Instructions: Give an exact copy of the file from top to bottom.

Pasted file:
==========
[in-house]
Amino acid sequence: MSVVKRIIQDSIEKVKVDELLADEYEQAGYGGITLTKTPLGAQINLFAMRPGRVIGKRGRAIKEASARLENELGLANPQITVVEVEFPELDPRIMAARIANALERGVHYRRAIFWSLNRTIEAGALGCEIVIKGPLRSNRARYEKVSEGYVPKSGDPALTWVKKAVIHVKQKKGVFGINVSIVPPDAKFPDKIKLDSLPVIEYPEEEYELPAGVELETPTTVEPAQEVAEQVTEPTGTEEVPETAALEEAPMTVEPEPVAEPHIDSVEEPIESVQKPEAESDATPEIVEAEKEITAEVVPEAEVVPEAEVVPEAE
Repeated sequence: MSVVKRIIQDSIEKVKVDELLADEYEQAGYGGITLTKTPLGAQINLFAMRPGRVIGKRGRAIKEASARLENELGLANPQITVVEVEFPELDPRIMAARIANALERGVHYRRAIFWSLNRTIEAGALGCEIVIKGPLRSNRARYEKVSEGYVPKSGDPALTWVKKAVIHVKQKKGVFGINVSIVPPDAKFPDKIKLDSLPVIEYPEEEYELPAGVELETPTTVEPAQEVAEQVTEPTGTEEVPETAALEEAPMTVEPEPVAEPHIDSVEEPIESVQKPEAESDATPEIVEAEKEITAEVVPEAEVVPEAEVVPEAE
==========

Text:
[in-house]
Amino acid sequence: MSVVKRIIQDSIEKVKVDELLADEYEQAGYGGITLTKTPLGAQINLFAMRPGRVIGKRGRAIKEASARLENELGLANPQITVVEVEFPELDPRIMAARIANALERGVHYRRAIFWSLNRTIEAGALGCEIVIKGPLRSNRARYEKVSEGYVPKSGDPALTWVKKAVIHVKQKKGVFGINVSIVPPDAKFPDKIKLDSLPVIEYPEEEYELPAGVELETPTTVEPAQEVAEQVTEPTGTEEVPETAALEEAPMTVEPEPVAEPHIDSVEEPIESVQKPEAESDATPEIVEAEKEITAEVVPEAEVVPEAEVVPEAE
Repeated sequence: MSVVKRIIQDSIEKVKVDELLADEYEQAGYGGITLTKTPLGAQINLFAMRPGRVIGKRGRAIKEASARLENELGLANPQITVVEVEFPELDPRIMAARIANALERGVHYRRAIFWSLNRTIEAGALGCEIVIKGPLRSNRARYEKVSEGYVPKSGDPALTWVKKAVIHVKQKKGVFGINVSIVPPDAKFPDKIKLDSLPVIEYPEEEYELPAGVELETPTTVEPAQEVAEQVTEPTGTEEVPETAALEEAPMTVEPEPVAEPHIDSVEEPIESVQKPEAESDATPEIVEAEKEITAEVVPEAEVVPEAEVVPEAE